On January 25th, 2011, Dr. Alan Beck, Director of the Center of the Human-Animal Bond at Purdue University, presented a lecture entitled “A tale of two species: co-evolution and domestication of dogs and people” to the One Health Collaborative Intellectual Exchange Group. In a simultaneously entertaining and informative lecture, Dr. Beck explored the roots of our unique relationship with domesticated animals through a detailed discussion of the domestication of dogs, the first animals to enter into such a relationship. First, he differentiated domestication from other types of human-animal bonds and gave a brief history of the domestication of dogs. He then noted that Belyaev’s fox farm provides experimental evidence that domestication is possible. Selectively bred for tameness alone, these foxes exhibit many characteristics (such as floppy ears, piebaldness, white “star” marking on the forehead) that are common to most domesticated species including dogs, horses, cats and sheep. Domestic animals of all species also appear to have “grown up as babies.” A comparison of dog and wolf morphology demonstrates that dogs most resemble the juvenile, rather than the adult, wolf. This resemblance may be significant in the domestication process. Features such as prominent eyes and larger head size, possessed by dogs, cats, ET and Mickey Mouse, have been observed to stir emotions of love and protection in humans. Today, we know that the human-animal relationship can be so strong that the presence or simple touch of an owner will slow a dog's heartrate, and a dog's companionship will often calm a person's anxiety. As we continue to develop a One Health perspective, Dr. Beck's words helped us understand what allowed dogs to enter human lives in such a unique way and reflect on the interconnectedness of humans and animals, especially domesticated ones. While animals may pose some health and disease risks to humans, any program to address these risks must take into account the benefits of the human-animal bond and work to promote both human and animal health simultaneously.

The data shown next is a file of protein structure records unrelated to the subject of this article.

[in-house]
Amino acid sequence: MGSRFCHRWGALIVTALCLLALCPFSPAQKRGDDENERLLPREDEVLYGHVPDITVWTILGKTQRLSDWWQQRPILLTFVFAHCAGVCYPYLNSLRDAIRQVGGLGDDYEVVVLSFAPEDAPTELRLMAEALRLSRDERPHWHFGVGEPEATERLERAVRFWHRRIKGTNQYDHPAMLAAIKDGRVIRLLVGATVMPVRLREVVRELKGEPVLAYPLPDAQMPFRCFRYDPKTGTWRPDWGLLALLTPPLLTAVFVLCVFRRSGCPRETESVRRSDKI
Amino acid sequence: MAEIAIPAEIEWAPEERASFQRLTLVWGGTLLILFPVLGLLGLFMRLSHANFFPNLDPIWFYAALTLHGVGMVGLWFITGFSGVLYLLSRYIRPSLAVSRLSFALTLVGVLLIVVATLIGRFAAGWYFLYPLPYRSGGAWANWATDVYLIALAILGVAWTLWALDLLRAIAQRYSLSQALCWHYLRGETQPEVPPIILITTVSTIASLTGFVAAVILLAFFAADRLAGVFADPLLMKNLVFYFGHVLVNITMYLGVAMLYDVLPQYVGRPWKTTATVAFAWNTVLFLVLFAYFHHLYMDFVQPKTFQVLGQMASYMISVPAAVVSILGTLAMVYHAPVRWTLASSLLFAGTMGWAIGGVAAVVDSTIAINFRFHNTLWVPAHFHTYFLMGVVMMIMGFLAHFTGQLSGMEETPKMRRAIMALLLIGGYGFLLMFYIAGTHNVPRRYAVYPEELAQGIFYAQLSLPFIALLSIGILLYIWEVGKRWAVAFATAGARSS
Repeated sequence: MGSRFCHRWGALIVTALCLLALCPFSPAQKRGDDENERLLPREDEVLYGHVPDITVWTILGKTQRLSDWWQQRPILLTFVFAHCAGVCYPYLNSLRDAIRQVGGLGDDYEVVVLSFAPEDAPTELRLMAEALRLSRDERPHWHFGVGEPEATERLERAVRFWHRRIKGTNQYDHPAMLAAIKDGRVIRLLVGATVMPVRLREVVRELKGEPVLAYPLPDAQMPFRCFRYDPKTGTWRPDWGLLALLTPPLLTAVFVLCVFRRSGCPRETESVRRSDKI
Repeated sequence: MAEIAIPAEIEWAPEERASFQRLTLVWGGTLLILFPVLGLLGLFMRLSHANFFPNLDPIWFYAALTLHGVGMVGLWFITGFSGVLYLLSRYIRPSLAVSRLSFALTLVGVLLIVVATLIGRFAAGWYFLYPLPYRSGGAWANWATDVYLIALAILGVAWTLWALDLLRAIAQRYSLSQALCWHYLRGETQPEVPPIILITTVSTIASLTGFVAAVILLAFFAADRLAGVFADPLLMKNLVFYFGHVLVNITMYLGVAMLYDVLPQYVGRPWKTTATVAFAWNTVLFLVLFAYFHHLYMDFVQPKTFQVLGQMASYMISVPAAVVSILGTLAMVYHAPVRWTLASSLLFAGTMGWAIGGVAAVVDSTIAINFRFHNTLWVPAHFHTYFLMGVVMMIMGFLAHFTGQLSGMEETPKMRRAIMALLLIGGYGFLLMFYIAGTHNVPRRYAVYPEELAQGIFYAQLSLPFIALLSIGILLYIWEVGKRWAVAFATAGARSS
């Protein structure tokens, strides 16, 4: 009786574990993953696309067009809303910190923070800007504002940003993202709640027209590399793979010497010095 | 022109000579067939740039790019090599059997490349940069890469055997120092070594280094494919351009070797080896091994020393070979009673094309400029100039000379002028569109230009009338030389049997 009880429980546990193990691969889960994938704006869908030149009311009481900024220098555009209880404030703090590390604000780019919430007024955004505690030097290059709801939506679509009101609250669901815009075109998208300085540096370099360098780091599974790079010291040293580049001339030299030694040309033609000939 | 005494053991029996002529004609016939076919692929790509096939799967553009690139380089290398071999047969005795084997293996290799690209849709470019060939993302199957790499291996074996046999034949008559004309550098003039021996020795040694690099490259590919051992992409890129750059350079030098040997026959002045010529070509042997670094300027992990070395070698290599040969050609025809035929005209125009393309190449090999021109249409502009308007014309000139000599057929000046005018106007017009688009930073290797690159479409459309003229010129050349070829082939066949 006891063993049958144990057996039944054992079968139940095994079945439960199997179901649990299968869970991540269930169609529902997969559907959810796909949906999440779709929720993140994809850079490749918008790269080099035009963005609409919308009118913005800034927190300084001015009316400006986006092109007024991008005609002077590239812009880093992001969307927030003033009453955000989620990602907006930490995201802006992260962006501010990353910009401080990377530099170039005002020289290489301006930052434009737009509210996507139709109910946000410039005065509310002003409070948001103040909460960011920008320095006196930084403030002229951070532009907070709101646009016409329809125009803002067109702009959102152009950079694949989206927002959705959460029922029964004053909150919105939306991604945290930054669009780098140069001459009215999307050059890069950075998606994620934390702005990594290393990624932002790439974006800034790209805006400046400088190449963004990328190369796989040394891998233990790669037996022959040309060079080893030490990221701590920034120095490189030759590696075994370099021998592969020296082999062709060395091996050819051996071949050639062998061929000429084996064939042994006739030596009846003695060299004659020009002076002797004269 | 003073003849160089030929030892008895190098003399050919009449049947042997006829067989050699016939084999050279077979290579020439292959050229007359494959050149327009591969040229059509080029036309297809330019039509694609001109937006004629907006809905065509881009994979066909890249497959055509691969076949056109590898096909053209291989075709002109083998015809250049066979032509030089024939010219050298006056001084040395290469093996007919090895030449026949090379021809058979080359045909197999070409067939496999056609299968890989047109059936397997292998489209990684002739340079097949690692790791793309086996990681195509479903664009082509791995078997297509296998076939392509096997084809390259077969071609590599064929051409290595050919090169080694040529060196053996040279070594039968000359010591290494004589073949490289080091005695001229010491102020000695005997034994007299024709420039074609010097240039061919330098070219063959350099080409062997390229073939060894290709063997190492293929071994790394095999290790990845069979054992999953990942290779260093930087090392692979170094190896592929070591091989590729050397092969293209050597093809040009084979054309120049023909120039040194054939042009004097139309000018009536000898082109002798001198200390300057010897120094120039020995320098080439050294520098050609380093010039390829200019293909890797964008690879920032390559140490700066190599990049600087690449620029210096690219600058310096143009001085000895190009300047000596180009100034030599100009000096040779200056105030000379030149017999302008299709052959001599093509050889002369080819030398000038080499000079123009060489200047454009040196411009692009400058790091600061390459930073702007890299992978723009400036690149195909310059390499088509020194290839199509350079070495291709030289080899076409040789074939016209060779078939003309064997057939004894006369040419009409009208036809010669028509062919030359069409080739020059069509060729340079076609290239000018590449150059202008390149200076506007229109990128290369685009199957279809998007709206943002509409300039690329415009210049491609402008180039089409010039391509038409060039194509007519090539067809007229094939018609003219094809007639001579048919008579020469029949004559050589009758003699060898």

Discussion questions from students and attendees:
What detrimental effects of “wild” animal domestication have occurred for both humans and animals?
Companion animals such as dogs can act as reservoirs for human diseases like rabies and methicillin resistant Staphylococcus aureus. Has this always occurred and how can it affect human-pet interactions? How has domestication played a role in human-animal transmission of disease?
How is this knowledge applicable to public health? How can it be made accessible and distributed to those who work on population human health issues?
Should ownership of violent breeds of dogs (such as the pitbull) be allowed from a public health standpoint?
How can we balance the tension between the benefits and risks of the human-animal relationship (i.e. companionship vs disease transmission)?